Aderounmu A.F , Q.A Onilude , A.T Oladele (2017). Diversity and Growth Characteristics of Tree Species in the Botanical Gardens, University of Ibadan, Nigeria. Journal of Forests, 4(2): 27-34. DOI: 10.18488/journal.101.2017.42.27.34
This study assessed the diversity and growth characteristics of tree species in University of Ibadan Botanical Gardens with a view to provide data for improved management of the garden. Ten plots (25m x 25m) were sampled randomly in the garden. Growth parameters evaluated included: total and merchantable height, diameter at breast height, diameters at middle, base and top. Descriptive statistics of the growth characteristics of the tree species revealed a mean volume of 20.03+ 2.91m3/ha and 0.45+0.79m2/ha for basal area. Afzelia africana had the highest tree volume (72.42m3) followed by Vitex doniana (50.10m3) while the least volume was observed in Terminalia cattapa (5.57m3). Cedrela odorata (15.3%) had highest frequency of individual trees followed by Delonix regia (4.2%) while 12 species had single tree each (1.4%). Low Slenderness coefficient (SLC) of < 70 showed that most tree species in the garden are not susceptible to wind induced damage. Only Enterolobium cyclocarpum possessed moderate SLC which could be vulnerable to wind velocity despite some form of resistance. Further research centered on tree form and growth parameters need be encouraged for improved management of the botanical garden.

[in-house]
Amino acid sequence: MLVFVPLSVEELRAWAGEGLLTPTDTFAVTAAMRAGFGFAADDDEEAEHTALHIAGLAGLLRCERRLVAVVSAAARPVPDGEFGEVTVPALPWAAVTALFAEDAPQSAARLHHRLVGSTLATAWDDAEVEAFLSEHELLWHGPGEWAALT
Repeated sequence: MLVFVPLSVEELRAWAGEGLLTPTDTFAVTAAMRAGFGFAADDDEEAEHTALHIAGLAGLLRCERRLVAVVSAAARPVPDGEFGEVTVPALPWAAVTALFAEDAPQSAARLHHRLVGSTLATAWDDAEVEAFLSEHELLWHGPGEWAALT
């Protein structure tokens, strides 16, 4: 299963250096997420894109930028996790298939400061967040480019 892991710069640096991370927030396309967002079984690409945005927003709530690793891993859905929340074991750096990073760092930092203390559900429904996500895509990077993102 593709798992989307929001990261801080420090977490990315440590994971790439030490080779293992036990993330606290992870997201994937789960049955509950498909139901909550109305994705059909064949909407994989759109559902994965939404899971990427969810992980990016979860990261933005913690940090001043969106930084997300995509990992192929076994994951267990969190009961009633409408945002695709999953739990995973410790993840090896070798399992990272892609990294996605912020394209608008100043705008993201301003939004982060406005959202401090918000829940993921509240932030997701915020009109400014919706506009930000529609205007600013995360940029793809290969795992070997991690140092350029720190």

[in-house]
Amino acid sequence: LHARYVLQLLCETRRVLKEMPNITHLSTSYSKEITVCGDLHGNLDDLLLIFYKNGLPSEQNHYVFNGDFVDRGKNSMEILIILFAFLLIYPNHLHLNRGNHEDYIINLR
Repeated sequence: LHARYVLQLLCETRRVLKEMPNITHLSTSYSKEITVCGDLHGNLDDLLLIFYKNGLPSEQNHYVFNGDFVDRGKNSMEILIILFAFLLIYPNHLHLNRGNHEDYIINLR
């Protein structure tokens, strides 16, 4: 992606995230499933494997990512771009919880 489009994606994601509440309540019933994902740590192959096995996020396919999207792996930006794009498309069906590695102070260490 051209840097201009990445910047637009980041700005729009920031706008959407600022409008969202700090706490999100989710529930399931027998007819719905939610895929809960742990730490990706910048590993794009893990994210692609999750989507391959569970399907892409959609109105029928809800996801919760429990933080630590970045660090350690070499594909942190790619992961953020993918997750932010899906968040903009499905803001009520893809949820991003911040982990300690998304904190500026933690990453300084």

This study documents the unique characteristics of tropical trees that are important in sustainable management of Botanical gardens for: tree diversity conservation, ecological restoration and maintenance in developing tropical countries.
Variation of Wood Density in Tropical Rainforest Trees
Adrien N. Djomo , Guylene Ngoukwa , Louis Zapfack , Cedric D. Chimi (2017). Variation of Wood Density in Tropical Rainforest Trees. Journal of Forests, 4(2): 16-26. DOI: 10.18488/journal.101.2017.42.16.26
Measurement of wood density in Congo Basin forests are needed to reduce uncertainties on estimations of carbon stocks. The purpose of this study was to test vertical variation and temperature variation (80 °C, 105 °C) effects on wood density of species in a semi-deciduous forest of eastern Cameroon. Wood samples were collected on felled trees, at the base, middle of the trunk and on the branches in plots of 10 m x 10 m for trees <5 cm diameter, of 20 m x 10 m for trees with diameter between 5 and 10 cm and, of 20 m x 250 m for trees with diameter ? 10 cm. 162 trees with diameter between 1 cm and 146 cm were used. The highest wood density (0.912) was found in Ficus sp. and lowest (0.295) in Enantia chlorantha. Using 80 °C as temperature to estimate wood density increased the value of about 10% when compare to the reference temperature of 105 °C. A significant difference was observed between wood density of the base and the top of trees studied. 10 species did not have wood density reported in the Global Wood Density database. This study recommends further research on wood density to cover as many tree species as possible in the Congo Basin.